How long does a landlord have before they can throw away your stuff and tow your cars?

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How long does a landlord have before they can throw away your stuff and tow your cars?

I was living at an apartment for about a year. We moved out a month or so early and attempted to negotiate a deal with the landlord. We had 2cars and some heirlooms left in the house for a couple weeks after we moved out. We went by the house a few days ago to find the cars gone and the heirlooms taken. The landlord will not answer phone calls, and we’ve left many voicemails to no avail. I’m just wondering if it’s legal for him to do this without notice and then ignore the phone calls to get our things back? He never filed an eviction notice. Any documents I can take to court to help me?

Asked on March 27, 2011 under Real Estate Law, Kentucky

Answers:

MD, Member, California Bar / FreeAdvice Contributing Attorney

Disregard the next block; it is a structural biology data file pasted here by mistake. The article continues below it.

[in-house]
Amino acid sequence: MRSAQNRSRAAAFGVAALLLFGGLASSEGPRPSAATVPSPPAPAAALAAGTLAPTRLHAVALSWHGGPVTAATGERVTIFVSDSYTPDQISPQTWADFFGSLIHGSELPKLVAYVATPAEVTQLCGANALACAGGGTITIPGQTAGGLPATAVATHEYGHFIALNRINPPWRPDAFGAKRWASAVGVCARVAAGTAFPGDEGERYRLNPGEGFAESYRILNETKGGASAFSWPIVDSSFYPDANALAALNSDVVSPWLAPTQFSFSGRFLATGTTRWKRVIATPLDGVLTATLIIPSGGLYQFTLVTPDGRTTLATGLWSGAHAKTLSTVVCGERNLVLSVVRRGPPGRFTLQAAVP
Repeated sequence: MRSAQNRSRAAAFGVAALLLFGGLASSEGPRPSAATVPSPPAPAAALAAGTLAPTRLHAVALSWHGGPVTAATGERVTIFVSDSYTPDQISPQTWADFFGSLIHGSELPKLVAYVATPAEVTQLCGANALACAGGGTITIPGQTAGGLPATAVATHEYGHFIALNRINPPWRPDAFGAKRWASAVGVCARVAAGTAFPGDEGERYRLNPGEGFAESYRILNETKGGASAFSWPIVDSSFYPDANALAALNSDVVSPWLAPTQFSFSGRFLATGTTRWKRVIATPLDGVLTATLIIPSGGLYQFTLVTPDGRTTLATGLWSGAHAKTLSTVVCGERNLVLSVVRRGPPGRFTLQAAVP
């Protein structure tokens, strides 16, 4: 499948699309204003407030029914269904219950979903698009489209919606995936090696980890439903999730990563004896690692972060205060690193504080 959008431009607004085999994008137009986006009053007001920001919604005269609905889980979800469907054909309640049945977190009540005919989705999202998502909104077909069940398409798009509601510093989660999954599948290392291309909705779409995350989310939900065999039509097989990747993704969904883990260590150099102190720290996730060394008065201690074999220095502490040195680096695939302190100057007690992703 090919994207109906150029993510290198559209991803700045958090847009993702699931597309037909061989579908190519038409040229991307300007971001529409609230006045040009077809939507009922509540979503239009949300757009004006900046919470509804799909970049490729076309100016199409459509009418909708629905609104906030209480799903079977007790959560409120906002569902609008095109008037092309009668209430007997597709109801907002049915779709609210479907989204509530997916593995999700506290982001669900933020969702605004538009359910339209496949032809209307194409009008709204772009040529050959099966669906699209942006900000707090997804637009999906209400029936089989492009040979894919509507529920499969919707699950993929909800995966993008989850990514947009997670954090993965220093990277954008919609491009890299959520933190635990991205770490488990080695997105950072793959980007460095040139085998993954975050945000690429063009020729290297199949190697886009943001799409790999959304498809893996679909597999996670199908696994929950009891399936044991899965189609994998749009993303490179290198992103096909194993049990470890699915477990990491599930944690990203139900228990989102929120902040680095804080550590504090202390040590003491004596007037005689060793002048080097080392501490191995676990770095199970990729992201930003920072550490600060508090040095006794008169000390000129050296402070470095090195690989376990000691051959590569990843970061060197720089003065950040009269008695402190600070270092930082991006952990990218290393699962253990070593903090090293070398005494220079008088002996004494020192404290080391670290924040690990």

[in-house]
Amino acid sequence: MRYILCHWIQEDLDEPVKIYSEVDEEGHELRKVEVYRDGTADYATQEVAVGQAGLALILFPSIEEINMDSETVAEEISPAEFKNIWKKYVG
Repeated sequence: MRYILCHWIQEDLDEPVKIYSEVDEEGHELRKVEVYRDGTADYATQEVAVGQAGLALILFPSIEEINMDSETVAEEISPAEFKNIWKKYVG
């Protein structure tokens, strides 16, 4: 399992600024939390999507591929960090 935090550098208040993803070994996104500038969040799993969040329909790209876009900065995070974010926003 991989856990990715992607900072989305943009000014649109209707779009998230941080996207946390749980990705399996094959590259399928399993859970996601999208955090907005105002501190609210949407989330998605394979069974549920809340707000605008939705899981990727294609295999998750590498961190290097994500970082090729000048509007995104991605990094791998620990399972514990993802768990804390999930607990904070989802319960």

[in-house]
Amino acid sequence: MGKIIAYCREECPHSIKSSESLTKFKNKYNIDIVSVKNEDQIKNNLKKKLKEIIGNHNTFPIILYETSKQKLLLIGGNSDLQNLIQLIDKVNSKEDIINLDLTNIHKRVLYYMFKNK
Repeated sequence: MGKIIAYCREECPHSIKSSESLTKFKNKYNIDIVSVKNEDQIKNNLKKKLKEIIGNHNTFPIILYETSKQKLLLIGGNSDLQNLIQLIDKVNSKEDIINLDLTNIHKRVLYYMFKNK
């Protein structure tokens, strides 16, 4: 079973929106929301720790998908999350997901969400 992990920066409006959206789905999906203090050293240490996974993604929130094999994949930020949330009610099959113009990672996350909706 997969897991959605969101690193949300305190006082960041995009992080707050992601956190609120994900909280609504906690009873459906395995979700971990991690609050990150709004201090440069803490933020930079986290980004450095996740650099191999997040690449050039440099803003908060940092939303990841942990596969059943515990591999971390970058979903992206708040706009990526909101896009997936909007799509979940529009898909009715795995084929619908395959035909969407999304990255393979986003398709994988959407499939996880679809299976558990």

Answered 10 years ago | Contributor

You moved out so he didn't need to evict you because you initiated the lease breach. Since you left your belongings, your landlord (in order to mitigate his damages by trying to re-let the premises) probably had no immediate choice but to move those items somewhere, hopefully somewhere safe. The landlord had to have given you (usually within 10 days to 45 days depending on the state) a full itemized accounting of any deductions taken from your security deposit and he must provide the receipts upon request. Further, abandoned property laws also differ between the states. If your landlord had your cars towed, he may be entitled if there is any posting on site about towing cars that don't belong to tenants. You were no longer a tenant, so he may have a loophole. If no such loophole exists in your state, then he needed to have given you notice and same with the heirlooms to come get them and if you don't, then the items are consider abandoned. You would not get replacement value, but you would get fair market value at time items taken and must show proof of their worth. Consider sending a certified letter to the landlord and if he doesn't respond, consider a lawsuit in landlord tenant court.


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